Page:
According to the government body that acts as China’s quality watchdog, over 40 percent of consumer goods available on e-commerce platforms last year were of subpar quality. (Photo : Getty Images)
The quality of goods bought online are deteriorating, as was revealed by the General Administration of Quality Supervision, Inspection, and Quarantine on Wednesday, March 15, which also happened to be World Consumer Rights Day.
According to the government body that acts as China’s quality watchdog, over 40 percent of consumer goods available on e-commerce platforms last year were of subpar quality, China Daily reported.
The data was obtained from random inspections the agency performed, which involved 1,013 batches of different products, including kitchenware, clothing, toys, and even paper diapers.
Of the 1,013 batches inspected, 415 were found by the agency to be substandard, Han Yunping, spokesman of the administration, said.
Aside from failing to meet quality standards, the products were also incorrectly labeled. According to national regulations, imported consumer products must be correctly labeled in the national language.
Meanwhile, consumer goods available in other platforms were found to be of better quality. Only 29 percent were revealed to have failed quality standards, according to the administration.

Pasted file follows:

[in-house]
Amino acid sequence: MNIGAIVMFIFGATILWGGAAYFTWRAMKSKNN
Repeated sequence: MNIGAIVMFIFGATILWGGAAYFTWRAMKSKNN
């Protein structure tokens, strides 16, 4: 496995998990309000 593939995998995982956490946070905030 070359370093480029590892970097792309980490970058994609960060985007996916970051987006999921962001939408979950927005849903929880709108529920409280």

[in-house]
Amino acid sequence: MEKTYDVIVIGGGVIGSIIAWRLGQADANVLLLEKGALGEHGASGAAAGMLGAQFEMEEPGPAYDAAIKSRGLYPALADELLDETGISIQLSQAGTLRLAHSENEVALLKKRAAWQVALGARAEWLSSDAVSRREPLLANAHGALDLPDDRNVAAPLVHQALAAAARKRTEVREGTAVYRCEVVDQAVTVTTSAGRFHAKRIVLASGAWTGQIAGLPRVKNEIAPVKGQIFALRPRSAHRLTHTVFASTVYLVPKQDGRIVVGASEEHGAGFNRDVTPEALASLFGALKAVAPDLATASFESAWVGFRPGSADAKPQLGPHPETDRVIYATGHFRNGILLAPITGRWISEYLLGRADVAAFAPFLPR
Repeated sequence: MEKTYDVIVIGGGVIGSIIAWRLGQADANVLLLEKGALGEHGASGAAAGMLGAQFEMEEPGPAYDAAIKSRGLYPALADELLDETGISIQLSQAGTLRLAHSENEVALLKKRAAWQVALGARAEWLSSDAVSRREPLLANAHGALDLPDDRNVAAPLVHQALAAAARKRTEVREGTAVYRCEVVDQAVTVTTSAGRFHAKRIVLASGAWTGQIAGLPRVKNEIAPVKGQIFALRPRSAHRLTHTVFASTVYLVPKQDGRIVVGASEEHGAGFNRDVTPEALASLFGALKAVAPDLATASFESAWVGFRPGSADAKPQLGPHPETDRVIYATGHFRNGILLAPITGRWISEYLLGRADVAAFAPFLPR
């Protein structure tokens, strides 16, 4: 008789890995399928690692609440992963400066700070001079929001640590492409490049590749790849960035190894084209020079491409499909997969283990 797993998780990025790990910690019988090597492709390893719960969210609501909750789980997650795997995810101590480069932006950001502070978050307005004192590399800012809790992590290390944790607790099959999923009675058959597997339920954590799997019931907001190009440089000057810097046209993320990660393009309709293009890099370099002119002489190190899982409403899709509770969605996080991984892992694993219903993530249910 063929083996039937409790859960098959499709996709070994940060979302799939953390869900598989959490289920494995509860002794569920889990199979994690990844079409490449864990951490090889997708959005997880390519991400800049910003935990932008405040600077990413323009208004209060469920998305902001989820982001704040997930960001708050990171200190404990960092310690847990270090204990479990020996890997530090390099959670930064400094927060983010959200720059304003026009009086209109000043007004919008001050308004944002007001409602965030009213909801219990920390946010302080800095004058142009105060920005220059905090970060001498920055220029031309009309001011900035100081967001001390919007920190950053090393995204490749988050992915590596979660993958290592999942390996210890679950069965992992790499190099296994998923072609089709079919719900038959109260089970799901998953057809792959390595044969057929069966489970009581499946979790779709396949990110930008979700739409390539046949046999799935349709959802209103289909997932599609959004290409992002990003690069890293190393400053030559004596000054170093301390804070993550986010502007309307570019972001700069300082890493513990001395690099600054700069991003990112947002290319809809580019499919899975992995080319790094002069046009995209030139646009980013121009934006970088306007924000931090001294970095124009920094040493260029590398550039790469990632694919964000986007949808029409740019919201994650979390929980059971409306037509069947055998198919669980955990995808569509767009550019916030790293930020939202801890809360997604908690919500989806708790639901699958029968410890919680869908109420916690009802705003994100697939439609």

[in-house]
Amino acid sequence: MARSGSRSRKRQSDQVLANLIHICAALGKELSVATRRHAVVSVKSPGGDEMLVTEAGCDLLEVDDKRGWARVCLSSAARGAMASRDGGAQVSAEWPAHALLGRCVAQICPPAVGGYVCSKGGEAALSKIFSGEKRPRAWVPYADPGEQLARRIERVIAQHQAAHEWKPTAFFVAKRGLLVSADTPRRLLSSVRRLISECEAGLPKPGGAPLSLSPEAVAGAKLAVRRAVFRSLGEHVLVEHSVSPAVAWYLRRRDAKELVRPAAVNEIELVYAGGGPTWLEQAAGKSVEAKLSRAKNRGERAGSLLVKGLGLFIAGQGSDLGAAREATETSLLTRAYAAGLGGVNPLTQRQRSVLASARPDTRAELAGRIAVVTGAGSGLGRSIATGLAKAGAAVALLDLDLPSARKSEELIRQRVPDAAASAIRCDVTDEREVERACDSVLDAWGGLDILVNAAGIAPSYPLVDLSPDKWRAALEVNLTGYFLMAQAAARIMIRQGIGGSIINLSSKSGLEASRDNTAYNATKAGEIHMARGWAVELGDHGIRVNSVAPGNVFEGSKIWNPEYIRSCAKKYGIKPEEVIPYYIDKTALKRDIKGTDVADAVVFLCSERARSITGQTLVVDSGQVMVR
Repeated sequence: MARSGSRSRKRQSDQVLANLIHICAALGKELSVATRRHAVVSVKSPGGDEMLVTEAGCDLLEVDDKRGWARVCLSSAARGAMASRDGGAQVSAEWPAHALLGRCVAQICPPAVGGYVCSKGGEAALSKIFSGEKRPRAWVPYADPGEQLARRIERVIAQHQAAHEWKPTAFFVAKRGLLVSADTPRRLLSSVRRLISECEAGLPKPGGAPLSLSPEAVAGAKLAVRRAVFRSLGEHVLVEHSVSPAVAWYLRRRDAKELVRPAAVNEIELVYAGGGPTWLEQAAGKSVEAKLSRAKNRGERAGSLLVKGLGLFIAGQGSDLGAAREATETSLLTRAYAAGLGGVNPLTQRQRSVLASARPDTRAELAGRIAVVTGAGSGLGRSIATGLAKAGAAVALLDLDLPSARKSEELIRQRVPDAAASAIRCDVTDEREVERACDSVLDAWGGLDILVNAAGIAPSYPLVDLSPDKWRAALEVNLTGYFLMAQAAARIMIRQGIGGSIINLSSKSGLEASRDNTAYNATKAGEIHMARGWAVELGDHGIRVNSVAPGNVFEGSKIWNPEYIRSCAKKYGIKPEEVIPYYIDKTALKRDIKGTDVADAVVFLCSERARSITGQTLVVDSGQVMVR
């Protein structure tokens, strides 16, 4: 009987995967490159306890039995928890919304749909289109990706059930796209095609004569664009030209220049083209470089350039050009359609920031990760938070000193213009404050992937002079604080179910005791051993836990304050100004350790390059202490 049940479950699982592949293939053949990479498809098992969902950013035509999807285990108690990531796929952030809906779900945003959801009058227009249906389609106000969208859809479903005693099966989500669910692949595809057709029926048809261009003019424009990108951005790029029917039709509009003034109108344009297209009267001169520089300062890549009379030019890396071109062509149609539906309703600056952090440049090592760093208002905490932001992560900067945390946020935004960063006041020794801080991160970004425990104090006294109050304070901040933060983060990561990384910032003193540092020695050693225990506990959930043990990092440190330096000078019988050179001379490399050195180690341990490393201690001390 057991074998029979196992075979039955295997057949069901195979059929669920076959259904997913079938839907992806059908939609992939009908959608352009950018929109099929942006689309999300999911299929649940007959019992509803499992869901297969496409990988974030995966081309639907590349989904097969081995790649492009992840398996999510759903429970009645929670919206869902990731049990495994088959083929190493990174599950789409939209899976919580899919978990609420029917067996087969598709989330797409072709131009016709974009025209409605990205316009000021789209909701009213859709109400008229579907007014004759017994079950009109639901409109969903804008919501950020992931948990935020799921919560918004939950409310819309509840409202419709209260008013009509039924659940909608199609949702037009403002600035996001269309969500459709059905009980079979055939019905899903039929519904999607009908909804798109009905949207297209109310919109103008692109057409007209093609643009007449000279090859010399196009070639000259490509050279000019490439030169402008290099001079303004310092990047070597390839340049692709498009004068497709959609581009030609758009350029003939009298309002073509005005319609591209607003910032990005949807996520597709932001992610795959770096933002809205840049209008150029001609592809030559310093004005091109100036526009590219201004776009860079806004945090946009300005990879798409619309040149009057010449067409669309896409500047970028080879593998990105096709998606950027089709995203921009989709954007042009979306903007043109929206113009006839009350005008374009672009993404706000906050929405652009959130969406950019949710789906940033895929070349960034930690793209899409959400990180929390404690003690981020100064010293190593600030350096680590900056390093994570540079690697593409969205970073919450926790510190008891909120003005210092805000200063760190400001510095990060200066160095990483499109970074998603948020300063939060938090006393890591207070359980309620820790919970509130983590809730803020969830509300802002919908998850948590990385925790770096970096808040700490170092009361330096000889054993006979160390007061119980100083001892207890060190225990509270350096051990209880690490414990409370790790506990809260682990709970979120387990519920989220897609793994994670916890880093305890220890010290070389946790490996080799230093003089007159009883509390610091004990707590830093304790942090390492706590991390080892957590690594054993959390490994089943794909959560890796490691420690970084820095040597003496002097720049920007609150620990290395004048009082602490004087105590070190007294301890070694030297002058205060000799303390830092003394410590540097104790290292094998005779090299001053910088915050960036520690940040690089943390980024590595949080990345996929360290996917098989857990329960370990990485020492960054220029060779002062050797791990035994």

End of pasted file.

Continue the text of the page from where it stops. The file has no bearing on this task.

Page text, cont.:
Just in time for the World Consumer Rights Day, the administration called for stricter measures to ensure the quality of consumer goods in the market.
“Quality supervision authorities at all levels must intensity quality supervision and keep cracking down on law violations to improve the quality of products and protect consumers’ rights,” Mei Kebao, deputy head of the administration, said according to China Daily.
E-commerce is one of the fastest growing industries in China. Its growth was impressive, but policy-makers were slow to write legislation and regulations that will support the sector and its consumers.
“Emerging industries, like shopping through overseas e-commerce channels, developed rapidly in recent years, leaving legislation and regulations lagging behind,” said Li Jun, a law professor at the University of International Business and Economics, in an interview with China Daily.
An e-commerce law, which will potentially protect customers’ rights and ensure product quality, is still being drafted.